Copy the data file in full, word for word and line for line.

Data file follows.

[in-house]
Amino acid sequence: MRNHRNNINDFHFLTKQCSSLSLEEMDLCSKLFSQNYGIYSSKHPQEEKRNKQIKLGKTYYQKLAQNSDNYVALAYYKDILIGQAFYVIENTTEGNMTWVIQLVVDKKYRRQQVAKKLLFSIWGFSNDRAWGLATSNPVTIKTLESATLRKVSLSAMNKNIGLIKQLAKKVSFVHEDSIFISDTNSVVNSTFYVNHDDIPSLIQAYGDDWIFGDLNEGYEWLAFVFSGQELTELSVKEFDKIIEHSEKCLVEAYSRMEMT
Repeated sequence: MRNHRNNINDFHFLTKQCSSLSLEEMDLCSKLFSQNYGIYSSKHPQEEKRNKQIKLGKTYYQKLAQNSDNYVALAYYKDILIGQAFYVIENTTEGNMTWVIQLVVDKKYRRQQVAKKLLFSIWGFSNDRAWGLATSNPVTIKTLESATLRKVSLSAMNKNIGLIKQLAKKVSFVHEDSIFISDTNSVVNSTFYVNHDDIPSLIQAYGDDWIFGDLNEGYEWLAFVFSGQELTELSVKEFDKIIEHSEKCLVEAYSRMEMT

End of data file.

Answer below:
[in-house]
Amino acid sequence: MRNHRNNINDFHFLTKQCSSLSLEEMDLCSKLFSQNYGIYSSKHPQEEKRNKQIKLGKTYYQKLAQNSDNYVALAYYKDILIGQAFYVIENTTEGNMTWVIQLVVDKKYRRQQVAKKLLFSIWGFSNDRAWGLATSNPVTIKTLESATLRKVSLSAMNKNIGLIKQLAKKVSFVHEDSIFISDTNSVVNSTFYVNHDDIPSLIQAYGDDWIFGDLNEGYEWLAFVFSGQELTELSVKEFDKIIEHSEKCLVEAYSRMEMT
Repeated sequence: MRNHRNNINDFHFLTKQCSSLSLEEMDLCSKLFSQNYGIYSSKHPQEEKRNKQIKLGKTYYQKLAQNSDNYVALAYYKDILIGQAFYVIENTTEGNMTWVIQLVVDKKYRRQQVAKKLLFSIWGFSNDRAWGLATSNPVTIKTLESATLRKVSLSAMNKNIGLIKQLAKKVSFVHEDSIFISDTNSVVNSTFYVNHDDIPSLIQAYGDDWIFGDLNEGYEWLAFVFSGQELTELSVKEFDKIIEHSEKCLVEAYSRMEMT